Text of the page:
The WooCommerce plugin allows you to turn just about any WordPress site into a fully functional e-commerce business.
It’s easy to find well-qualified developers to build just about any feature you can imagine – which is important, because doing it internally can be a frustrating, time-consuming experience. If your business doesn’t have internal resources with the expertise to build or support a WordPress site, you’ll have to hire that work out, and that can get quite expensive.
• Built on the WordPress platform
• Large developer network
• Thousands of well-designed themes
• Excellent SEO capabilities
• Highly Scalable
• Easy pre-built integrations with popular CRM, Analytics/BI, and Marketing tools
• Steep learning curve to master both WordPress and WooCommerce
• May require numerous plugins, which can quickly become quite expensive
• Large number of plugins can become cumbersome to manage”
- Shopify – “Shopify is among the most user-friendly e-commerce platforms. If you’re looking for turn-key functionality, and are comfortable with a more basic feature set, Shopify is an excellent solution. Pricing plans to accommodate businesses of all sizes. Plans geared toward small businesses start at $29/month, making it easy to start small and scale up with minimal effort.
The Basic plan allows you to sell across multiple channels, create an unlimited number of products, and offers basic marketing features like abandoned cart campaigns. More advanced features require an upgrade to a more expensive plan, but the process is instantaneous. Shopify does offers an Enterprise-level option called Shopify Plus, which is ideal for high-volume businesses, but quite expensive.
While Shopify is an excellent solution for many small businesses, it’s far from perfect and has some significant limitations. There are some very basic features that will require an upgrade to the advanced plan – like the ability to display calculated shipping rates from UPS/Fedex at checkout, or choose a less expensive credit card processor.
o User friendly
o Beautifully designed themes make it easy to design your site
o Respectable set of e-commerce features
o Expensive credit card processing
o Some very basic features require a costly upgrade.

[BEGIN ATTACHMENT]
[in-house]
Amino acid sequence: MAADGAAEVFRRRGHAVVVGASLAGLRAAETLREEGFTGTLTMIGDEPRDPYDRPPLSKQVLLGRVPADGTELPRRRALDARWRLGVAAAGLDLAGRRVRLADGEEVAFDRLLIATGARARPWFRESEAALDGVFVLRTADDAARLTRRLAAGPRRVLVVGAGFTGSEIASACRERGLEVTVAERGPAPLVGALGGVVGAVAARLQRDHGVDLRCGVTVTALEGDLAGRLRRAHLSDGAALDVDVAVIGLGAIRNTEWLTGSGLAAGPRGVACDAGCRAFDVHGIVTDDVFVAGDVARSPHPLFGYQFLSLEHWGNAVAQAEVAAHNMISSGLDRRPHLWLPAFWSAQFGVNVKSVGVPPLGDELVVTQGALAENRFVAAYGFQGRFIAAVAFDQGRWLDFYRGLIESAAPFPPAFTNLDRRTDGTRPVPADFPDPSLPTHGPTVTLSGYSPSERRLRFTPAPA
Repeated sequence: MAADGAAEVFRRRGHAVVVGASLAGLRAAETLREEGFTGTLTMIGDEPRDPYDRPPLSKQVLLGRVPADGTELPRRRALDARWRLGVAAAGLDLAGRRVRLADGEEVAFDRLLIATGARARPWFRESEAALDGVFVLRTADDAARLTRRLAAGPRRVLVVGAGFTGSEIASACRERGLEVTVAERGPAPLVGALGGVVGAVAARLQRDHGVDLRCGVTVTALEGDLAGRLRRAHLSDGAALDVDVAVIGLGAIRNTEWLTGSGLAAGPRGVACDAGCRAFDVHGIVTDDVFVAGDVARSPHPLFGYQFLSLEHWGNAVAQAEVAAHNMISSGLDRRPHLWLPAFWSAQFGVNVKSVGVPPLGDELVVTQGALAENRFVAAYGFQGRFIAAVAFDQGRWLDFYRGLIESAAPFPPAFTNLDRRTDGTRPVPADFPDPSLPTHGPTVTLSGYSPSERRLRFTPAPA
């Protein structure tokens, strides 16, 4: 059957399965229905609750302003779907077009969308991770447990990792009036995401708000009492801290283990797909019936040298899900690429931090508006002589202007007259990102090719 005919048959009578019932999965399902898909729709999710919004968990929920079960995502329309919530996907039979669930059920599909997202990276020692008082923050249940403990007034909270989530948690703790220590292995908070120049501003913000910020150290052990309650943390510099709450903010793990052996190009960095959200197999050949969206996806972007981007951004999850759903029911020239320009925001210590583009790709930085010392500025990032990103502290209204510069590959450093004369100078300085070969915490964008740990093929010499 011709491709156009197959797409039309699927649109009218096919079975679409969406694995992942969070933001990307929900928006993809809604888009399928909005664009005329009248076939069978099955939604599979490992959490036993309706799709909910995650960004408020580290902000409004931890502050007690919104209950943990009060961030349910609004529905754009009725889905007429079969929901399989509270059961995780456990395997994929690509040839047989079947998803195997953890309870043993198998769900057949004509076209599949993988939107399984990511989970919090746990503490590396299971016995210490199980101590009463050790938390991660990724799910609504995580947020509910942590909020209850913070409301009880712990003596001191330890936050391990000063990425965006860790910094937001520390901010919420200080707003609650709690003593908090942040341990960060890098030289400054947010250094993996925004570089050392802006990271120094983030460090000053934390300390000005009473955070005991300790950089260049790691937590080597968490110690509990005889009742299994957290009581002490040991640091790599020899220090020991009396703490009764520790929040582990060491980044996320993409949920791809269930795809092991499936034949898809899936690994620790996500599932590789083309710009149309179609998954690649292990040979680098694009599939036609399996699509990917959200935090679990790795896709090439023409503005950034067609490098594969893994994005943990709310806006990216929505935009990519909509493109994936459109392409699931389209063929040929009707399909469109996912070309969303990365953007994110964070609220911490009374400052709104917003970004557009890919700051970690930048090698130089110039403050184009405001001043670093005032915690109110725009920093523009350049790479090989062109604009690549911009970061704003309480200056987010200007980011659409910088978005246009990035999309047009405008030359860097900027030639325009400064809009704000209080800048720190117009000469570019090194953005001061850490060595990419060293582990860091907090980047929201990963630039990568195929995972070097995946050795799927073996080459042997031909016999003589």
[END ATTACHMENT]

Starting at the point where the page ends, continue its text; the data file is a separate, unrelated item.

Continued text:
o Can get frustrating trying to tease out what should be standard functionality.
o The themes are well designed, but everyone uses the same ones, which makes it hard for your site to stand out.”
- Magento – “If you are technically minded or have someone on your team, I recommend Magento Opensource. Magento has been on the scene for a long time and has developed into a very mature and stable product. Recently bought by Adobe, they are continuing to maintain the opensource version of the product.
A lot of big and small ecommerce shops run on Magento, including tech company www.hpe.com, Gardening Centre chain www.gardeningexpress.co.uk and fashion brand www.hellyhansen.com.
You will need to host and set up the product yourself, but you get complete control over all elements of the system and you can customise it to your needs. A healthy development community and ecosystem means you can get plugins and extensions to integrate with almost any system you need. While totally free, you will need some beefy hosting power to run the system efficiently.”
- Kooomo – “Powering online brands like www.missbikini.com and www.butlerschocolates.com, Kooomo is a completely managed platform for ecommerce sites.
Kooomo work with you to get you set-up and running, build your online brand and most importantly get you connected to over 60 global marketplaces so you can start selling around the world. It is obviously a more expensive system than Magento, however it sets up and manages the platform for you, freeing you up to focus on sales and growth.”
- Brightpearl – “If you achieve any kind of scale, the back-office quickly becomes unmanageable. Shipping, returns, customer service, inventory, purchasing, and accounting begin to take over and limit your growth. This is where Brightpearl steps in. It improves your efficiency in your ecommerce business with back office automation and connects your systems. Of course, this is one of those nice problems to have. At which point you will have no problem investing in a system like this.”
- Shopify – “Shopify has totally disrupted the eCommerce Platform market over the past few years by reducing complexity, championing usability and reducing time to market for eCommerce builds. Even those with little or no eCommerce experience can setup a stunning eCommerce store in a matter of hours by utilizing one of Shopify’s pre-built themes. The platform also has an excellent library of apps which allows you to add features (Abandon Basket emails for example) with ease. The Shopify online knowledge base is also extensive and, if you do need a helping hand, the Shopify Experts directory will help you source freelance support in no time at all.
However, the real beauty of Shopify is the power under the hood and the platform’s excellent scalability. The solution is absolutely suitable for larger businesses or those planning to scale as it benefits from a large variety of advanced features and extensive customization options which can utilized by developers as a business grows.